Evaluation of triple assessment in the management of pathological nipple discharge of the breast at Kenyatta national hospital.
Sajabi, Allan M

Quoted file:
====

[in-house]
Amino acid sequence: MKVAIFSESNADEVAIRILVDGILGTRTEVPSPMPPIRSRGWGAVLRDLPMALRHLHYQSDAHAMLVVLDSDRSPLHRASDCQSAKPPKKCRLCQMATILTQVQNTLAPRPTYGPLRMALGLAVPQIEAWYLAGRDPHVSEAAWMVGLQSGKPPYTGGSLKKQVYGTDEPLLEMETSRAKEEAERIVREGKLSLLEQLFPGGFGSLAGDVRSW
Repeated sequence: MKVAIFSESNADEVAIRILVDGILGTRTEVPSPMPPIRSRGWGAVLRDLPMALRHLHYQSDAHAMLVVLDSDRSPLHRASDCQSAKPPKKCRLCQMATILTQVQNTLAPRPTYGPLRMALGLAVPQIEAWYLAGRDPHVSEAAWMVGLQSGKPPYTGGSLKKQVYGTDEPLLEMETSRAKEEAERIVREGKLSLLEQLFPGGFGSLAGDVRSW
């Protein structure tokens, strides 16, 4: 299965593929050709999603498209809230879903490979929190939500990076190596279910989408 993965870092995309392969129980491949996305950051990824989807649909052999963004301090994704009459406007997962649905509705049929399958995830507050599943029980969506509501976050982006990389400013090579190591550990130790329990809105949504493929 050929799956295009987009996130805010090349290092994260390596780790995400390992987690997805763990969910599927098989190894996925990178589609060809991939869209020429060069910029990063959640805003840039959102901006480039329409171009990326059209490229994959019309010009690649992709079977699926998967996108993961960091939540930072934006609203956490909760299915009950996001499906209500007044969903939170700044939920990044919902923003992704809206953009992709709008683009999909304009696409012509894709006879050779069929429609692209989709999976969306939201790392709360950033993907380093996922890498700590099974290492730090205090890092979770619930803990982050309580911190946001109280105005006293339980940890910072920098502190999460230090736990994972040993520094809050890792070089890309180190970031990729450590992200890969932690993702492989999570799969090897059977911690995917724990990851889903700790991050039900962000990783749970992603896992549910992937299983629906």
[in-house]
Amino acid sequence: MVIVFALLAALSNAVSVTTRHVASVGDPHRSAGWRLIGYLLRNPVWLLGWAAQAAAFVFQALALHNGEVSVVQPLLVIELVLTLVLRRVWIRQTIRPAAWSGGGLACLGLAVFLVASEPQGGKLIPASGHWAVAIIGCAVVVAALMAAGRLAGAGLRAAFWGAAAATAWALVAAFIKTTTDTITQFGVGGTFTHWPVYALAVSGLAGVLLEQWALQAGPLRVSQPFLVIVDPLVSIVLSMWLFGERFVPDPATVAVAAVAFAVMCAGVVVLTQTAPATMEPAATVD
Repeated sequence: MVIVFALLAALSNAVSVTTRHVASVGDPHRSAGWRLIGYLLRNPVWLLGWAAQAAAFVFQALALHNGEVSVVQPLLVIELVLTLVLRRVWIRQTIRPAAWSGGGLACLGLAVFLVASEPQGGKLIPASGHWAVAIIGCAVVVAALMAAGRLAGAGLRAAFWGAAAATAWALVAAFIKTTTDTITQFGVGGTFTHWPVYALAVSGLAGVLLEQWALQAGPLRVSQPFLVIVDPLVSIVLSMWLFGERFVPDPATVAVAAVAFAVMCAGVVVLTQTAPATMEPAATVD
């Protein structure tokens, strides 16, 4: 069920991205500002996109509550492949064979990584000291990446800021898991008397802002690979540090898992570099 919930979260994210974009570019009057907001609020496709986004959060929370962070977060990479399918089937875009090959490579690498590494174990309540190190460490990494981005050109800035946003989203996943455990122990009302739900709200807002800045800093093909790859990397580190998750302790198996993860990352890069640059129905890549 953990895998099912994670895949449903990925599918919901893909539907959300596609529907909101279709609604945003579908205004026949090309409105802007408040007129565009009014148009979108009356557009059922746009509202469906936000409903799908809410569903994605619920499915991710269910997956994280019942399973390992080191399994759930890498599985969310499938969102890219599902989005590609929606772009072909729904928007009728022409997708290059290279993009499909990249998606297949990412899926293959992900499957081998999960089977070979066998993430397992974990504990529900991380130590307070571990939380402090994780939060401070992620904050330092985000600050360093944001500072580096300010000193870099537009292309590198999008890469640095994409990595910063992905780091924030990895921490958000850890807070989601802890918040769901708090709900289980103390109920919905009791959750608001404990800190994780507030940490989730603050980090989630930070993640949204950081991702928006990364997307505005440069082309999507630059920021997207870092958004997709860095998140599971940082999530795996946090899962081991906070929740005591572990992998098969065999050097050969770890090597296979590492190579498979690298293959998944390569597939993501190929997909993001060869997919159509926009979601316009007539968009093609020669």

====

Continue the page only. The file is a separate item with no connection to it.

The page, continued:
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Background: Clinicians remain divided on the significance and the management of patients presenting with pathological nipple discharge and on the utility of triple assessment (clinical examination, breast imaging and nipple discharge cytology). Objectives: To determine the sensitivity and specificity of triple assessment in the diagnosis of breast pathology in patients with pathological nipple discharge. Design: Analytic cross-sectional study. Study setting: The Kenyatta National Hospital breast clinic. Methods: Fifty six patients with nipple discharge were prospectively reviewed between April 2012 and March 2013. The sensitivity, specificity, negative predicitive value (NPV), and positive predictive values (PPV) of triple assessment in defining benign and malignant lesions were calculated. Results: The sensitivity and specificity of physical examination was 75% and 79% respectively. That of mammography was 77% (both sensitivity and specificity), ultrasonography 100% and 17% respectively and discharge cytology 14% and 95% respectively. The incidence of carcinoma was 26%. Carcinoma was present in 35% of patients with bloody nipple discharge and in 17% of those with non bloody nipple discharge. The commonest cause of pathological nipple discharge was duct ectasia (53%). Conclusion: there is no singular completely reliable method of examination. A significant risk of carcinoma exists particularly with bloody nipple discharge and surgery should still be offered as part of the management.